The United Nations Convention on the Rights of Persons with Disabilities defines disability as long-term physical, mental, intellectual, or sensory impairments which may hinder a person’s full and effective participation in society on an equal basis with others.
Despite its’ basic textbook definition, disability is extremely diverse and goes far beyond the popular representations of it. Disability is not binary and not always Visible or Invisible. It often doesn’t fit in with one’s idea of what they ‘think’ disabled looks like (or doesn’t look like).
Imagine all the stories that have gone viral of people being called out or even harassed for using disabled parking spaces because they do not “look disabled” or “look sick.” Now imagine the stories we do not hear. People are quick to make assumptions just because they cannot “see” disability, and people with an invisible disability feel invalidated, ignored, and misunderstood causing them to feel the need to pass as able-bodied in fear of abuse from others.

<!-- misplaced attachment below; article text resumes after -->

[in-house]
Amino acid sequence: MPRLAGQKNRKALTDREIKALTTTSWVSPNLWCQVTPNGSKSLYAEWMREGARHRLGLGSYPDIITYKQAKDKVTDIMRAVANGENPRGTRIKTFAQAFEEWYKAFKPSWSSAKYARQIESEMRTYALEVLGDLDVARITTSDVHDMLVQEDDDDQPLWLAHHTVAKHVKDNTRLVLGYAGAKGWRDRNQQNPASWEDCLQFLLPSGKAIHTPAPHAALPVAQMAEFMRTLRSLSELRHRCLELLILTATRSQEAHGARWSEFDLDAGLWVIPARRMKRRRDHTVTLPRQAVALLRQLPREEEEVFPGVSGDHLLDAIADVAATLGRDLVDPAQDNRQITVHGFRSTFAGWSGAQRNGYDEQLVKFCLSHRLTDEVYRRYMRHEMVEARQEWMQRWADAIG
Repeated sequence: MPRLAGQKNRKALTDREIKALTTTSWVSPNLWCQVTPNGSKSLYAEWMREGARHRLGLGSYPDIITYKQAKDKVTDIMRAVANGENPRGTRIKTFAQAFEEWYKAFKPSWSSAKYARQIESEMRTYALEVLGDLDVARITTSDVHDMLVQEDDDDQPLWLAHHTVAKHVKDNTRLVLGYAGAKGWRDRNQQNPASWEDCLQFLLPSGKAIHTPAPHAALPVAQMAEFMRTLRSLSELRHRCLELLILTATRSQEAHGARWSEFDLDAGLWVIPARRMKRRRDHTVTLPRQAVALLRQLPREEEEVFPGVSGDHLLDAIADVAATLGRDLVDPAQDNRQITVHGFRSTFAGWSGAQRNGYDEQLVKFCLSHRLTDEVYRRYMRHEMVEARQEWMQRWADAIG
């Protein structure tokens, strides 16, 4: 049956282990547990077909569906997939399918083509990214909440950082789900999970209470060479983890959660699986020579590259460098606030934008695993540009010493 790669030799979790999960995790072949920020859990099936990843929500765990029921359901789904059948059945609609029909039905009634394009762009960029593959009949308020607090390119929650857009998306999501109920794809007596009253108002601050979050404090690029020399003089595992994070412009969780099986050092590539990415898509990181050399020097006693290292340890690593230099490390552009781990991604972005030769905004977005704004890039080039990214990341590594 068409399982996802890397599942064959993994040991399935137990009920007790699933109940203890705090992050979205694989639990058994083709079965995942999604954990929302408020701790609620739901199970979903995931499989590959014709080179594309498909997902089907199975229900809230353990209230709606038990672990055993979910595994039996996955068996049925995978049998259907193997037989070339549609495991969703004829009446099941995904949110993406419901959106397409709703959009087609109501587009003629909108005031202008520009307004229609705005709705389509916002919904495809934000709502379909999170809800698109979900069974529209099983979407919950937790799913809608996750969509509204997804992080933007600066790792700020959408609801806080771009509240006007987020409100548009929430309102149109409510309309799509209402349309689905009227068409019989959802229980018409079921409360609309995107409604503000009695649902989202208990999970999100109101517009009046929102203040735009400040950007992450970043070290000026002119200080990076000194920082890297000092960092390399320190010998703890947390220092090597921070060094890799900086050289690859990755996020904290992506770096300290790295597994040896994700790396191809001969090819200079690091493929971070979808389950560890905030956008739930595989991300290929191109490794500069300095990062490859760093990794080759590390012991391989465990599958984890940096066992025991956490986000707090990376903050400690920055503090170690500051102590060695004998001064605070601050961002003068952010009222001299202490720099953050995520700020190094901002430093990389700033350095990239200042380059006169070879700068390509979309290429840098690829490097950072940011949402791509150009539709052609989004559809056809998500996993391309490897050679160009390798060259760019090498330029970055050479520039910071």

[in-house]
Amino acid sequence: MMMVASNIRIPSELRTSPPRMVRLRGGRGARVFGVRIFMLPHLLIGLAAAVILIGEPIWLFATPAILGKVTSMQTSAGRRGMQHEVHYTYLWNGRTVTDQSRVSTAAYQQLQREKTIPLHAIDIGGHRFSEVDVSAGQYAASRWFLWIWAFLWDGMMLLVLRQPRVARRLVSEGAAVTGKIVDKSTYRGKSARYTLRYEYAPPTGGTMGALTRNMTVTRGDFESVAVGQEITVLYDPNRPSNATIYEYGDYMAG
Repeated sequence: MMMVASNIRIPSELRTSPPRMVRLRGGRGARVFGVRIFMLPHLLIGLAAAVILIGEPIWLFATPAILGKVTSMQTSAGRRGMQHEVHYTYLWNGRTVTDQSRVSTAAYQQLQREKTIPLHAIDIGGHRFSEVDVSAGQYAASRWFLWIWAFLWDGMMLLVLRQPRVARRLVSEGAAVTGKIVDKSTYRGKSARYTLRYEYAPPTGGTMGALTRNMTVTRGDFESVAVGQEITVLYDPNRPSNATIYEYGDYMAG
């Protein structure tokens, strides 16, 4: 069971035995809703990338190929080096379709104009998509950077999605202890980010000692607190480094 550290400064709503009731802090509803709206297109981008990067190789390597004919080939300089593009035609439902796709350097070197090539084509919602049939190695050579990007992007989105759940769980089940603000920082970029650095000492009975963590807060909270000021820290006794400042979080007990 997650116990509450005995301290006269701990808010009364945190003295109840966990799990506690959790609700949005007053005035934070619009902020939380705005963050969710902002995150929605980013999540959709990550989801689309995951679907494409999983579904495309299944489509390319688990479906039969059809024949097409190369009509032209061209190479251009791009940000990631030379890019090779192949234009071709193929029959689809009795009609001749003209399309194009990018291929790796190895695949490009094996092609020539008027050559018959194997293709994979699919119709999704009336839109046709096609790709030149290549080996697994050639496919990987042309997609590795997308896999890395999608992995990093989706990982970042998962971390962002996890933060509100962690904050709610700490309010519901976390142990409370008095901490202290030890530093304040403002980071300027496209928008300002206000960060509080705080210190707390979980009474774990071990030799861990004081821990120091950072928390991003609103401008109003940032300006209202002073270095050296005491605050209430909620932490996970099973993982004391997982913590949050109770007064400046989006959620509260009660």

When discussing topics like this, it is important to recognize that we all have implicit bias. Even if it contradicts our actual beliefs, humans like to organize the world by putting labels and placing everything into categories, ultimately leading to bias. However, if we become more conscious and mindful of it, we can stop it from having an influence over our behavior.
It is important to not only educate ourselves and recognize ableism when we see it, but also to recognize our own microaggressions to move towards a society where disability—whether visible or not—is not considered as something that is negative, thus creating a safer space for people with disabilities.